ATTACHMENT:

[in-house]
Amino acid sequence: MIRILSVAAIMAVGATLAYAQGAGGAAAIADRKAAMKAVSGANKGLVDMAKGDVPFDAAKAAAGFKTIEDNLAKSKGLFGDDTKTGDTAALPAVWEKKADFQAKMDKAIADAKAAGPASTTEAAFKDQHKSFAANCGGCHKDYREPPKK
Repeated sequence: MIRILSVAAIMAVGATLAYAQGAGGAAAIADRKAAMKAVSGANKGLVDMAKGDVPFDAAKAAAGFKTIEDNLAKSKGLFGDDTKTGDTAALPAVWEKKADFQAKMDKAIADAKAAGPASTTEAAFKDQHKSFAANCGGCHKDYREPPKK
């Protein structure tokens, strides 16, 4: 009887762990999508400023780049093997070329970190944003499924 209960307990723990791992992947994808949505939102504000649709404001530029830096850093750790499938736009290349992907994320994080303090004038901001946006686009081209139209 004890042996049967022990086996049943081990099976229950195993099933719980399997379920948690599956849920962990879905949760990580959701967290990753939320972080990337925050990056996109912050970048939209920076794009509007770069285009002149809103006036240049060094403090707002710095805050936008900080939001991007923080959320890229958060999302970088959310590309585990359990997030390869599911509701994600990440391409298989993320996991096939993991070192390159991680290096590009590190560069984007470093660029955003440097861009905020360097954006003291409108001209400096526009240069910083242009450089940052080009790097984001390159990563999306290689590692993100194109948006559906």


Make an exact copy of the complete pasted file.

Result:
[in-house]
Amino acid sequence: MIRILSVAAIMAVGATLAYAQGAGGAAAIADRKAAMKAVSGANKGLVDMAKGDVPFDAAKAAAGFKTIEDNLAKSKGLFGDDTKTGDTAALPAVWEKKADFQAKMDKAIADAKAAGPASTTEAAFKDQHKSFAANCGGCHKDYREPPKK
Repeated sequence: MIRILSVAAIMAVGATLAYAQGAGGAAAIADRKAAMKAVSGANKGLVDMAKGDVPFDAAKAAAGFKTIEDNLAKSKGLFGDDTKTGDTAALPAVWEKKADFQAKMDKAIADAKAAGPASTTEAAFKDQHKSFAANCGGCHKDYREPPKK
């Protein structure tokens, strides 16, 4: 009887762990999508400023780049093997070329970190944003499924 209960307990723990791992992947994808949505939102504000649709404001530029830096850093750790499938736009290349992907994320994080303090004038901001946006686009081209139209 004890042996049967022990086996049943081990099976229950195993099933719980399997379920948690599956849920962990879905949760990580959701967290990753939320972080990337925050990056996109912050970048939209920076794009509007770069285009002149809103006036240049060094403090707002710095805050936008900080939001991007923080959320890229958060999302970088959310590309585990359990997030390869599911509701994600990440391409298989993320996991096939993991070192390159991680290096590009590190560069984007470093660029955003440097861009905020360097954006003291409108001209400096526009240069910083242009450089940052080009790097984001390159990563999306290689590692993100194109948006559906």